Kars Oblast

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Kars Oblast (English)
Карсская область (Modern Russian)
Coat of Arms
Coat of arms of the Kars Oblast
Established 1878
Abolished 1917
Political status
South Caucasus
- Rank
16,473 verst²
Population (1897 census)
- Rank
- Density
- Urban
- Rural
290,654 inhabitants
17.6 inhab. / verst²
First Head
Last Head

Kars Oblast (Russian: Карсская область, Karsskaya Oblast) was one of the Transcaucasian oblasts of the Russian Empire between 1878 and 1917. Its capital was the city of Kars, presently in the Republic of Turkey. The governorate bordered with the Ottoman Empire, Batum Oblast, Tiflis Governorate, Erivan Governorate, and from 1883 to 1903 the Kutaisi Governorate. It covered all of Turkey's present provinces of Kars and Ardahan and the northeastern part of Erzurum Province as well as a small part of Armenia.

According to the Russian Empire Census of 1897, the Oblast was populated with 25.3% Armenians, 21.9% Turks, 14.8% Kurds, 11.2% Caucasus Greeks, 10.3% Karapapaks, and 7.7% Russians.


Kars Oblast was created in 1878 from some of the lands conquered by Russia from the Ottoman Empire and transferred to Russia by the Treaty of San Stefano (1878). The lands of the Oblast had previously belonged to the Ottoman Kars Eyalet and Samtskhe Province before 1845 and Erzurum Eyalet after 1845. [1]

With the incorporation of the region into Russian Empire, a large portion (82,000 during 1878-81, according to Russian sources[1]) of the local Muslim population left for Ottoman territory. Instead new settlers (mostly Armenians, Caucasus Greeks (i.e., Russianized, eastern Pontic Greeks from Armenia and Georgia) and Russians) [1] migrated to or were resettled in the newly conquered lands from Russia's other Transcaucasian provinces or from areas that still fell within the Ottoman Turkish side of the newly drawn border. Many of these Christian Orthodox communities had fought in or collaborated with the Russian imperial army as a means of recapturing territory from the Muslim Ottomans for Christian Orthodoxy.[1]

The first ruler of the oblast held the title of nachalnik ("chief"), later the title became military governor. Nachalniks were ru (01.11.1877—08.06.1878) and ru (08.06.1878—27.10.1878). The first military governor of was Viktor Frankini (27.10.1878—01.04.1881).

After the October Revolution of 1917 and the disintegration of Russian Empire, the lands of its Kars Oblast were controlled for a short while by First Republic of Armenia and, in its northeastern part, by the Democratic Republic of Georgia. In any event Turkish forces soon recovered the area. Reincorporation of most of the lands of the former Kars Oblast into the Turkish state was officially confirmed by the Treaty of Kars (1921).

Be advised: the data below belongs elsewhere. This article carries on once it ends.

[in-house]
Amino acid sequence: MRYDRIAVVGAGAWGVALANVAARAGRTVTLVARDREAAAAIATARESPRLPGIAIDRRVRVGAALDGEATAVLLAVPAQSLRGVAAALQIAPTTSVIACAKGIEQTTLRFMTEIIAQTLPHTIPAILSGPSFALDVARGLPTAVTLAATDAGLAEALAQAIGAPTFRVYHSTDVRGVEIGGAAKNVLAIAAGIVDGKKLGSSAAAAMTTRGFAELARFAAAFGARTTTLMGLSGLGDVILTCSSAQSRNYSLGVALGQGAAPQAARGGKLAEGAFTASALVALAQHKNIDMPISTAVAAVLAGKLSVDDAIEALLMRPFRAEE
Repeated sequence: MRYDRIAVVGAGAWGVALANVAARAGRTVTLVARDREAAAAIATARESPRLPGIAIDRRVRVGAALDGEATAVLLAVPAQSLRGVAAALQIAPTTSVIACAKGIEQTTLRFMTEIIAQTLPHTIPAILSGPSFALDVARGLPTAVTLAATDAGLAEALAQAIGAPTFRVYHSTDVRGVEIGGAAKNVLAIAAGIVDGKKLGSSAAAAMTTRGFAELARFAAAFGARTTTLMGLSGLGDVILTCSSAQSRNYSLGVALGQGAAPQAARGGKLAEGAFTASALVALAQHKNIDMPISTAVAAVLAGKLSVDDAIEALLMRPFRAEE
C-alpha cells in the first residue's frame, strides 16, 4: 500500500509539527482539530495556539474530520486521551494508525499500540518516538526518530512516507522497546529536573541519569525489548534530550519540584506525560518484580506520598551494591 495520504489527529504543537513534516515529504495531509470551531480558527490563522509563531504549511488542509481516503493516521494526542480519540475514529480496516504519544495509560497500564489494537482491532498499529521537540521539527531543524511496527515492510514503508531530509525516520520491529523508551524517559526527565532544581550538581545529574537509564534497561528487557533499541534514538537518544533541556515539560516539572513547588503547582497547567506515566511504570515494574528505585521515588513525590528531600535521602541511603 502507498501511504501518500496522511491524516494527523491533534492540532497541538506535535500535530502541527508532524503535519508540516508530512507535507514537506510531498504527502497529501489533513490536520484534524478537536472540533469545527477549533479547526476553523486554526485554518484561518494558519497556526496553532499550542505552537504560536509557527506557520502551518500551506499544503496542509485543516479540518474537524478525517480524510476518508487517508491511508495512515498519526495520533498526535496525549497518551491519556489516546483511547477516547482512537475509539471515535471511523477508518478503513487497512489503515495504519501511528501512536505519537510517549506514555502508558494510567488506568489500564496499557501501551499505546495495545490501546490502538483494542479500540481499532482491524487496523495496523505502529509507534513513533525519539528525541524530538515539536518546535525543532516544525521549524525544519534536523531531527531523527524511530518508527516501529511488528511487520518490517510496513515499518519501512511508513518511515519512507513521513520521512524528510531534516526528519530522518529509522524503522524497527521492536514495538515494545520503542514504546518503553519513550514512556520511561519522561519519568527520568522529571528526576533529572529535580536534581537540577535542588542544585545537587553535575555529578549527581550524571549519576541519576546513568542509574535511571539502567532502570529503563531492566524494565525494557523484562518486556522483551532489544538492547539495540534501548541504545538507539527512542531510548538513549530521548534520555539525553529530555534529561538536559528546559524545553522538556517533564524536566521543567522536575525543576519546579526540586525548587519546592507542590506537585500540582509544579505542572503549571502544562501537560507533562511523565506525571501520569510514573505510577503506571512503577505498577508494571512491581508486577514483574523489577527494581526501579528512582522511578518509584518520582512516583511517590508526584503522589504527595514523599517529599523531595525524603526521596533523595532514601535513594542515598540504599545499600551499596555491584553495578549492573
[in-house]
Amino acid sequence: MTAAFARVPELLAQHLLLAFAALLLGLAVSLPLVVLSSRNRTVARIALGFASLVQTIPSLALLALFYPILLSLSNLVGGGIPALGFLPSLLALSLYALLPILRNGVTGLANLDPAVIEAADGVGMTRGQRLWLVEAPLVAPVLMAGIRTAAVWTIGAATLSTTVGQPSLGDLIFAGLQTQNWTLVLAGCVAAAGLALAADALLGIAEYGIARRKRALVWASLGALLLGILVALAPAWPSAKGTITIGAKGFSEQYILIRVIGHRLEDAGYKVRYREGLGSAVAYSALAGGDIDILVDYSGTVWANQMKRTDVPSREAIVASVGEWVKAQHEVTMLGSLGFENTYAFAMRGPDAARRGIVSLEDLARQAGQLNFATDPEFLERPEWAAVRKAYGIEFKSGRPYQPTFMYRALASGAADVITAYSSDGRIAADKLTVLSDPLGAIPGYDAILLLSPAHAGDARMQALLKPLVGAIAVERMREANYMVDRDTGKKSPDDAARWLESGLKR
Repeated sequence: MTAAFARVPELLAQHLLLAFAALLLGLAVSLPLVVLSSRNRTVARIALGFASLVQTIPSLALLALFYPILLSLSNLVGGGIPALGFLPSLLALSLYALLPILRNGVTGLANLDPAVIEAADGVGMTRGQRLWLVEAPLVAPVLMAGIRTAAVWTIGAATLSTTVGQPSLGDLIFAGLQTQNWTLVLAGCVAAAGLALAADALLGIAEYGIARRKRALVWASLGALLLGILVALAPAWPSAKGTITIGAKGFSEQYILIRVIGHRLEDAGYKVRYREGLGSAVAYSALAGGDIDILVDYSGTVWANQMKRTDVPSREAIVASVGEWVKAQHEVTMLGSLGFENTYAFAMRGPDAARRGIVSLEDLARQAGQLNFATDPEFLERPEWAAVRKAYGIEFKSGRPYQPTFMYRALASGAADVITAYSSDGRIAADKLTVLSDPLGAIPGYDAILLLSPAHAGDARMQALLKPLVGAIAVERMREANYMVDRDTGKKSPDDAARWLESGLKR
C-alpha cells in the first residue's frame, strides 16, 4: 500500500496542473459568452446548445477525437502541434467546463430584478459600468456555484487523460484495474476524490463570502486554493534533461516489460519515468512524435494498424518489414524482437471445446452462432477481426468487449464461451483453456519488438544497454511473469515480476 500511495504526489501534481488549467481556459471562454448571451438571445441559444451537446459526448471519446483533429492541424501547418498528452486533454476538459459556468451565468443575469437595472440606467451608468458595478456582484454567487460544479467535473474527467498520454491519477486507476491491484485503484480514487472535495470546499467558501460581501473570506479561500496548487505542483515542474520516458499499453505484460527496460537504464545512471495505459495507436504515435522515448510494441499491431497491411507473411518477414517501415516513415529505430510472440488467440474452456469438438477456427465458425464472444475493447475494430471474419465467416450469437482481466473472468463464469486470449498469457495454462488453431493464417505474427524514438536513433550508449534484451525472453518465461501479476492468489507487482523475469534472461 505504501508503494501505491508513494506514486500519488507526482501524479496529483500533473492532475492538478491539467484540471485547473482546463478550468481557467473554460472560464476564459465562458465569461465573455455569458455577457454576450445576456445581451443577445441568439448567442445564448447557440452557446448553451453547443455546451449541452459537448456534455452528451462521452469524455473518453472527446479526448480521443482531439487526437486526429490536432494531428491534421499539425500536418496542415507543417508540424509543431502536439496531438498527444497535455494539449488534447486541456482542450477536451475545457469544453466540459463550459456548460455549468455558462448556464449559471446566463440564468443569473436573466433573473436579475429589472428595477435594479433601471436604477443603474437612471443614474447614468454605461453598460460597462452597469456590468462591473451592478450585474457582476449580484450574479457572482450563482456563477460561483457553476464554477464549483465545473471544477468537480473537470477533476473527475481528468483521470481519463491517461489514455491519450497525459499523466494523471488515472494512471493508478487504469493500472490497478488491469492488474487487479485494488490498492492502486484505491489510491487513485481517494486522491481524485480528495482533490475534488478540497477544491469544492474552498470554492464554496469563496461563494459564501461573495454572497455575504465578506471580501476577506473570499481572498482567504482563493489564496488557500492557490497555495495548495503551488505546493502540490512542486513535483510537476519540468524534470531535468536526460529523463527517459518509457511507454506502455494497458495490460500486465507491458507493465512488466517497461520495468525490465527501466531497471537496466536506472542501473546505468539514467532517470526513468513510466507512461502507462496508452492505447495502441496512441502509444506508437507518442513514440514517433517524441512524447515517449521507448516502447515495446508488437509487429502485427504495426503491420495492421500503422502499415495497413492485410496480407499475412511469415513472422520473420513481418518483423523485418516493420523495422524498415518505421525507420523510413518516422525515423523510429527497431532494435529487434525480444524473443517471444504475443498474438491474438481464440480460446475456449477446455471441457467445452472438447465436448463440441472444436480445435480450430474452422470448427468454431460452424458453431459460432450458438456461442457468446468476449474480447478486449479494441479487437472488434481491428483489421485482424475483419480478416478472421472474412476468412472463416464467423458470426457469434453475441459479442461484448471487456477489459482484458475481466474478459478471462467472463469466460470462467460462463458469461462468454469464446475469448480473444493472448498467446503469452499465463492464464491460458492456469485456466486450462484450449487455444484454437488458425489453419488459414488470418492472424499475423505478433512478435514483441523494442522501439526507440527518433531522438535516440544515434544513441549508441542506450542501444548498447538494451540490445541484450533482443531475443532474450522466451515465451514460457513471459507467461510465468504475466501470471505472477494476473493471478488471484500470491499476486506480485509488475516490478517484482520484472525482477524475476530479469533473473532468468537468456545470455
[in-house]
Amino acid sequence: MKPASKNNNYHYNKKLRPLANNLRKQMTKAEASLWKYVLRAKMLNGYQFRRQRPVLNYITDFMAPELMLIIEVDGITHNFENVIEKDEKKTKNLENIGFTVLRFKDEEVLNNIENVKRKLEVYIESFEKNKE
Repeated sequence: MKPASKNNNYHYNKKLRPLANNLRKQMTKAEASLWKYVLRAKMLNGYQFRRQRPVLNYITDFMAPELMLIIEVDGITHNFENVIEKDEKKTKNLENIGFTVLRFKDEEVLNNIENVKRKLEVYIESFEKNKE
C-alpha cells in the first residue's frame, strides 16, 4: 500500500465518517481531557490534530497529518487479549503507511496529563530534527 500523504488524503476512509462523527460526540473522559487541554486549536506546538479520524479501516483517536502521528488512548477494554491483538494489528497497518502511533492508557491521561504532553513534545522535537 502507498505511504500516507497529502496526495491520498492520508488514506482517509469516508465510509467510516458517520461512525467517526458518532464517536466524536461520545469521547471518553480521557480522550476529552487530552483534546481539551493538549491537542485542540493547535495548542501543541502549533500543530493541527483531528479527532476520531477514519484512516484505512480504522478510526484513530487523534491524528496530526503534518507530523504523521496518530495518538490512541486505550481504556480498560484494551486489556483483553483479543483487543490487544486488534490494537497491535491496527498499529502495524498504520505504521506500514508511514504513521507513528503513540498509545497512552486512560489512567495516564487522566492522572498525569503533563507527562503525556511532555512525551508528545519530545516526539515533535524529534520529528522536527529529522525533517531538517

Administrative division

Since 1881, Kars Oblast consisted of four okrugs (districts):

  • Kars (Карсский округ)
  • Ardahan (Ардаганский округ)
  • Kağızman (Кагызманский округ)
  • Oltu (Ольтинский округ)

Two more okrugs, Zarushat (Заришат) and Shoragyal (Шорагял; also spelt Shuregel) existed in 1878-81.



File:Letts, Son & Co. Russia 9. 1883 (O).jpg
An 1883 map including Kars Oblast and adjacent provinces of Russian and Ottoman Empires
File:Ethnographic map of the Kars Oblast-1902.png
Ethnographic map of the Kars Oblast, 1902 (according to the census of 1886)

In 1892, the population of Kars Oblast was estimated as 200,868. The ethnic composition, and religious affiliation of ethnic groups, was reported as follows:[1]

The religious composition of the population was reported as follows:


Kars 1897 Census

The Russian Empire Census of 1897 counted 290,654 residents in Kars Oblast, including 160,571 men and 130,083 women. This number may perhaps imply that the 200,868 estimate for 1892 given by Brockhaus is too low, or that a large-scale migration from other provinces of the empire took place in between. The following breakdown of the population by the mother tongue was reported:[2]

The 30,000 excess population of male over females was mainly attributed to the "European" ethnic groups. Viz., among the 27,856 speakers of Russian, Ukrainian, and Belarusian, 19,910 men and 7,946 women were recorded. The Polish, and Lithuanian speakers were almost exclusively (99%) male as well; Germans and Jews, 80 to 90% males. This preponderance of males in the "European" ethnic groups (reported, usually to a lesser extent, in neighboring governorates as well) may indicate presence of a large numbers of soldiers or exiled persons in the region.

Ethnic groups in Kars Oblast according to 1897 Russian census[3]

Okrug (district) Armenians Turks Kurds Caucasus Greeks Karapapak Russians Turkmens Ukrainians Poles Tatars (Azerbaijani)
TOTAL 25,3% 21,9% 14,8% 11,2% 10,3% 7,7% 2,9% 1,8% 1,1%
Ardahan 2,9% 42,6% 19,1% 11,9% 12,0% 3,0% 6,6%
Kaghizman 36,5% 8,7% 29,9% 12,2% 4,4% 1,1% 2,4% 1,5% 1,5%
Kars 34,8% 7,9% 6,8% 11,0% 16,4% 12,6% 1,8% 2,5% 1,6% 1,1%
Olti 9,9% 62,6% 11,1% 8,6% 2,8% 3,2%

See also


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